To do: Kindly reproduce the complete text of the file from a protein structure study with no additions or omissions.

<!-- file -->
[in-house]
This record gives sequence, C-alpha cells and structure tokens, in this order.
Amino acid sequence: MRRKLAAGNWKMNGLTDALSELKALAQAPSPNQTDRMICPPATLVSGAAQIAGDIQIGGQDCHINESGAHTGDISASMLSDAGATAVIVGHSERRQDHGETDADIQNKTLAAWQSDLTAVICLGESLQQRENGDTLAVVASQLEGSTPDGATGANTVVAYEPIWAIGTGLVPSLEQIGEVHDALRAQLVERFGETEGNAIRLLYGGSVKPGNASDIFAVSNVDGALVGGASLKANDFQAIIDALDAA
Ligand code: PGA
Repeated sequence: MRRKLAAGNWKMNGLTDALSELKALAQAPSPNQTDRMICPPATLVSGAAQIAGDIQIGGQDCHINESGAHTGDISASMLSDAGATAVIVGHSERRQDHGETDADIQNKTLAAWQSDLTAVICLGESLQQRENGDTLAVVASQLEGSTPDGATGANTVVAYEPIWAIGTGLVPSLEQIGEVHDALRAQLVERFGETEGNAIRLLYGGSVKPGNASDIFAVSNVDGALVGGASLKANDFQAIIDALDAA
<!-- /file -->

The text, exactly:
[in-house]
This record gives sequence, C-alpha cells and structure tokens, in this order.
Amino acid sequence: MRRKLAAGNWKMNGLTDALSELKALAQAPSPNQTDRMICPPATLVSGAAQIAGDIQIGGQDCHINESGAHTGDISASMLSDAGATAVIVGHSERRQDHGETDADIQNKTLAAWQSDLTAVICLGESLQQRENGDTLAVVASQLEGSTPDGATGANTVVAYEPIWAIGTGLVPSLEQIGEVHDALRAQLVERFGETEGNAIRLLYGGSVKPGNASDIFAVSNVDGALVGGASLKANDFQAIIDALDAA
Ligand code: PGA
Repeated sequence: MRRKLAAGNWKMNGLTDALSELKALAQAPSPNQTDRMICPPATLVSGAAQIAGDIQIGGQDCHINESGAHTGDISASMLSDAGATAVIVGHSERRQDHGETDADIQNKTLAAWQSDLTAVICLGESLQQRENGDTLAVVASQLEGSTPDGATGANTVVAYEPIWAIGTGLVPSLEQIGEVHDALRAQLVERFGETEGNAIRLLYGGSVKPGNASDIFAVSNVDGALVGGASLKANDFQAIIDALDAA